Seth Boyden has long been committed to outdoor education and is focused on turning its entire backyard — the biggest in the district — into an Outdoor Learning Center.
The development of the outdoor learning center is based on the Master Plan that the PTA developed with the Natural Learning Initiative of North Carolina State University.
OLC Project Status
We have reached the fundraising target for the Outdoor Classroom. Thank you for your contributions in so many ways that made this project possible. The grand opening was held on Sept. 16, 2016.
The Teaching Garden
The centerpiece of that outdoor education has been our garden, Strawberry Fields, which is a crucial part of our school’s curriculum. Since 2013, Seth Boyden’s centennial year, the PTA has funded a garden instructor, who works with teachers to get all classes working in the garden. The instructor also coordinates outdoor science experiments, art and cooking projects, and math lessons.
Play, Health and Fitness
Seth Boyden’s schoolyard is designed to provide our kids with an environment to encourage physical exercise and playing. Sun safety is encouraged with hats, sunscreen, and sunglasses while at the OLC and playing outdoors. We are in the process of collecting funds for a new shade structure for the OLC! The schoolyard is also open to the community; community members are invited to use the running track, fitness equipment and an open picnic area.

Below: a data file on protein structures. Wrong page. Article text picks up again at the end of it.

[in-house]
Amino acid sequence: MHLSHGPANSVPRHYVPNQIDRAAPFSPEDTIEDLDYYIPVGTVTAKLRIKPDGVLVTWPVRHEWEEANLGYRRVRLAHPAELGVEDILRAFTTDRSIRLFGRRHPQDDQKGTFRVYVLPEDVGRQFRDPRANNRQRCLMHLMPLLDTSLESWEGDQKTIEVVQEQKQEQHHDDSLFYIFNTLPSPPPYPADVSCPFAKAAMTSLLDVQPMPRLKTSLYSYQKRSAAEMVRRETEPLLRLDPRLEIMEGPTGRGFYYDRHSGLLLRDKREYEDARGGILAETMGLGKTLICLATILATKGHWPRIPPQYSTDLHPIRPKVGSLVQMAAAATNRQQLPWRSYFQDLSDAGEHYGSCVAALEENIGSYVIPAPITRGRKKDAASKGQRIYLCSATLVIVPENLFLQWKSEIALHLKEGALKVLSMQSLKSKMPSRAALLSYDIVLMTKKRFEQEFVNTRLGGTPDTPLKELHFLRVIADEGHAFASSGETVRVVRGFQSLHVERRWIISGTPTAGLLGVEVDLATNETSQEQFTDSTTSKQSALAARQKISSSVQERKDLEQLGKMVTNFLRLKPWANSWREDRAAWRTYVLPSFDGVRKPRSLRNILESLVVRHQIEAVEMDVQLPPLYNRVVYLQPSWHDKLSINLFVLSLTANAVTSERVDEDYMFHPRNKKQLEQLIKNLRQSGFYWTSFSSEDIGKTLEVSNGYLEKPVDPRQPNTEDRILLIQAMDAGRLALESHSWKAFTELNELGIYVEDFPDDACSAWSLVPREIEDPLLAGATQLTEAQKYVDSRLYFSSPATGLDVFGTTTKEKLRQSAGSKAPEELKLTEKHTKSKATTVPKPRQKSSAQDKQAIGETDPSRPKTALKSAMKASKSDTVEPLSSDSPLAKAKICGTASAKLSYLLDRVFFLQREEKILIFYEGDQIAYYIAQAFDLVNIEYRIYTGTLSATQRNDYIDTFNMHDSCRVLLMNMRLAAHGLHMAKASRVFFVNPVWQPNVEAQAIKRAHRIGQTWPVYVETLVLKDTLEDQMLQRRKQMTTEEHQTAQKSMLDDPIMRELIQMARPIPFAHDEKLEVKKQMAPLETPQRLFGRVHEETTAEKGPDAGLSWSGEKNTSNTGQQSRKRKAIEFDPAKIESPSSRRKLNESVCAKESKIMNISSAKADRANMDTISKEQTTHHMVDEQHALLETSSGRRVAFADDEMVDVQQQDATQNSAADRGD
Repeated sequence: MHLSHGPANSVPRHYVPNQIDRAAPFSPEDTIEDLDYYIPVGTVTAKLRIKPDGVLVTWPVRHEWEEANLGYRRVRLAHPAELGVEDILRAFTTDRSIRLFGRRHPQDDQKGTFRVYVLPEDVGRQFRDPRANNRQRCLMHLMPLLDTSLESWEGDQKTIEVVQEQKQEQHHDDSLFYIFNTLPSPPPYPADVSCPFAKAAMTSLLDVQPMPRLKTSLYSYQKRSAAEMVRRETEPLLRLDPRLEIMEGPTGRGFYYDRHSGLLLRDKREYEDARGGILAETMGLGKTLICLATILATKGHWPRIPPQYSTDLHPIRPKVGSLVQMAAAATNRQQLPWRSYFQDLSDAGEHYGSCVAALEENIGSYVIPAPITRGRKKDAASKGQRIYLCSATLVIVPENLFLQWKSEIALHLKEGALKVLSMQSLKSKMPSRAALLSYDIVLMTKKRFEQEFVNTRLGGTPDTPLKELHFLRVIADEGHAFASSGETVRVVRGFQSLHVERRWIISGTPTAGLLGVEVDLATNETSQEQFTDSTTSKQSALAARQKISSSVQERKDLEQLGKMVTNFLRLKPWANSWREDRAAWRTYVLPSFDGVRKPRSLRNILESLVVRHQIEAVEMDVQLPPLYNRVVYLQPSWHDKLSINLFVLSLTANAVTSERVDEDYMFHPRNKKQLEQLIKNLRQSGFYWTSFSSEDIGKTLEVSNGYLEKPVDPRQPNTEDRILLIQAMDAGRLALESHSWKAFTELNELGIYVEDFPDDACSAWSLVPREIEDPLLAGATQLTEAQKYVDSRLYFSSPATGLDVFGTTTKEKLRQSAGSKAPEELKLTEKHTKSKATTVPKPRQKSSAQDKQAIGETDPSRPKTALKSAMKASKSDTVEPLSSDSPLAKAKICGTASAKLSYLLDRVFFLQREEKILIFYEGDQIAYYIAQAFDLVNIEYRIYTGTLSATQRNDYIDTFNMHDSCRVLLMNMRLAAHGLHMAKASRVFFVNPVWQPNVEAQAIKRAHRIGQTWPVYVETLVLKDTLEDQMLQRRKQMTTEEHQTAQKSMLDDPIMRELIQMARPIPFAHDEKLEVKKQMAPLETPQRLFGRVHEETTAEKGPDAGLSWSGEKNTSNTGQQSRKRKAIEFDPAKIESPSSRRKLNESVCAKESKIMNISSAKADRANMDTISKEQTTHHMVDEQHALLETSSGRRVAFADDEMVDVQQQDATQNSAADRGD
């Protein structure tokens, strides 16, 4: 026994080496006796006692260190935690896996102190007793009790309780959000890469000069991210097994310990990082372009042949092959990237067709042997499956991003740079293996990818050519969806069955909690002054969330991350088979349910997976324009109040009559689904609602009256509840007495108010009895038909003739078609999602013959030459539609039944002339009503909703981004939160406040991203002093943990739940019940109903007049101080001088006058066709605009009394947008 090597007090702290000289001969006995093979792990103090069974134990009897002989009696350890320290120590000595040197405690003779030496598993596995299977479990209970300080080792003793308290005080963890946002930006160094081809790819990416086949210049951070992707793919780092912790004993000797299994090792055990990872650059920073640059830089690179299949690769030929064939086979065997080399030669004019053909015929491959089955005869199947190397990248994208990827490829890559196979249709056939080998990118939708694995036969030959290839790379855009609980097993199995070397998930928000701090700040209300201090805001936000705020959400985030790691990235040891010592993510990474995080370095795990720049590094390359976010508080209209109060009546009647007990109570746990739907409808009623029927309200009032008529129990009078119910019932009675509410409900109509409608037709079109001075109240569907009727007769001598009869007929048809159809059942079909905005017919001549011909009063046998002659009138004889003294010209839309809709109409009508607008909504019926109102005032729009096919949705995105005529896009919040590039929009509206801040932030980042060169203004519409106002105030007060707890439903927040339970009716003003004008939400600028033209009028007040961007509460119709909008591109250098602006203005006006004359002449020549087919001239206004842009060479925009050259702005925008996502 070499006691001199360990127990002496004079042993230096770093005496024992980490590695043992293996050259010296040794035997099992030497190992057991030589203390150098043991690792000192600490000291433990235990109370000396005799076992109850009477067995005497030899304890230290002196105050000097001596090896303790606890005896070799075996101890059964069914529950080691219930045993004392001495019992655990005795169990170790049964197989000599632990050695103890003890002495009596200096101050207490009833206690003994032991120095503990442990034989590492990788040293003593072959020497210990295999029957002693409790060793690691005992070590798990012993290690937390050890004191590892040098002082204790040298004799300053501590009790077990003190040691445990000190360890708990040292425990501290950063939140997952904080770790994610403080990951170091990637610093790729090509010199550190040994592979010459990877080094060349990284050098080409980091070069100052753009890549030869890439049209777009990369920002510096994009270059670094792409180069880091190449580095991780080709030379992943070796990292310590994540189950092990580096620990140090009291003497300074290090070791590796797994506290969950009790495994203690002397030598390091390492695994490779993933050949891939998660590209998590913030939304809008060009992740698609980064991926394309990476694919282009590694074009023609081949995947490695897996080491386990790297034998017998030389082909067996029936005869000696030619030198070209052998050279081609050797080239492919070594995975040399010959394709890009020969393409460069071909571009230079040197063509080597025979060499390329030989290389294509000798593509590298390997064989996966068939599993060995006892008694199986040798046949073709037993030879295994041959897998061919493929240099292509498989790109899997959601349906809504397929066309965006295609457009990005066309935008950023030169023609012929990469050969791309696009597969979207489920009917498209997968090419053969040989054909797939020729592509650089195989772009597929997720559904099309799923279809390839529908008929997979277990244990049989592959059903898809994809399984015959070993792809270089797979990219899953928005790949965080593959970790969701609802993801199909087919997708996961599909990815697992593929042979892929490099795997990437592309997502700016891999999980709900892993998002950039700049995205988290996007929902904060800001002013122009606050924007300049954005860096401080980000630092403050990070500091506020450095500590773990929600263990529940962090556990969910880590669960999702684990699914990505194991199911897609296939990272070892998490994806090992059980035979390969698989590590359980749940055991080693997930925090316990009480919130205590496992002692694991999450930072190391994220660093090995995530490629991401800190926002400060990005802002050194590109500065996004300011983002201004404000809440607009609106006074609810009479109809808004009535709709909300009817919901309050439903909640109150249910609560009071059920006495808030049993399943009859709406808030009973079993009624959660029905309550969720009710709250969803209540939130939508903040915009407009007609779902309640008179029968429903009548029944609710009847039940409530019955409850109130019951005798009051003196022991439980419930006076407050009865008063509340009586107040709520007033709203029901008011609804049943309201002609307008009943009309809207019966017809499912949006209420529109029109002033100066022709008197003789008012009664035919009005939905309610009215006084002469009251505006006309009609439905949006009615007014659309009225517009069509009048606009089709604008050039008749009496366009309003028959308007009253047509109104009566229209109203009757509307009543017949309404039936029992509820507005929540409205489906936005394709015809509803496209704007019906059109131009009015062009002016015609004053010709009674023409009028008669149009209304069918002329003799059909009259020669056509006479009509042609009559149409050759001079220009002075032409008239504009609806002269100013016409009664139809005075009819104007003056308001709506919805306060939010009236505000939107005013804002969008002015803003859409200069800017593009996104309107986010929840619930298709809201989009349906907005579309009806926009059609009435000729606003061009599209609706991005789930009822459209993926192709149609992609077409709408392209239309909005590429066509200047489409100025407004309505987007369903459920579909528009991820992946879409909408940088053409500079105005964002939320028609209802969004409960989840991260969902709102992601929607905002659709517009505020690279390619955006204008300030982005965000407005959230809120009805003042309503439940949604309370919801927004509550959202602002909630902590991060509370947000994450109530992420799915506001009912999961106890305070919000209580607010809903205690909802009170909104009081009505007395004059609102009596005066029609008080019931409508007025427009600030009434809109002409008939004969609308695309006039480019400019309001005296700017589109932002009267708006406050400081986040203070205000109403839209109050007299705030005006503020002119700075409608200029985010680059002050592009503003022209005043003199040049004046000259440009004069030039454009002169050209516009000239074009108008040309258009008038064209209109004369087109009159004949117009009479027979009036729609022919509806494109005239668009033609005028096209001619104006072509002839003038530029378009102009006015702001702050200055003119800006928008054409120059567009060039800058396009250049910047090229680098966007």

Learning Outdoors, Learning from Nature: The SOMA Children’s Arboretum
Our current project aims to transform the overall schoolyard into a learning center. The classroom consists of 40 native trees intended to transform the schoolyard over the coming years into a created version of what the area might have looked like before and soon after settlers arrived: a woodland with a diverse range of landscapes, some parts fairly open and others resembling a forest.
The centerpiece is our Outdoor Classroom.
The Habitat Garden was renewed in two sections. The open section of the habitat garden, inside the track, has been modified to include trees and low-growing plants so it remains safe for use by kids at all ages and at all times, and is easy to maintain in the future. The wild section of the Habitat Garden will be arranged along the fence line. Both sections will attract and serve as a refuge for birds and small animals.
The trees selected for the classroom and habitat garden, together with the trees planted along the fence line and surrounding the play equipment, are designed to form an Arboretum. A “Nature Story Trail” will tell the story of the importance of each tree species to our environment as well as its part and importance in the history of our country. In addition, we are also planning to re-install existing outdoor benches on the slope next to the old playground equipment to form an amphitheater.
If you have questions, please contact the committee chairs, Tia Swanson (email@example.com) or Matthias Ebinger (firstname.lastname@example.org).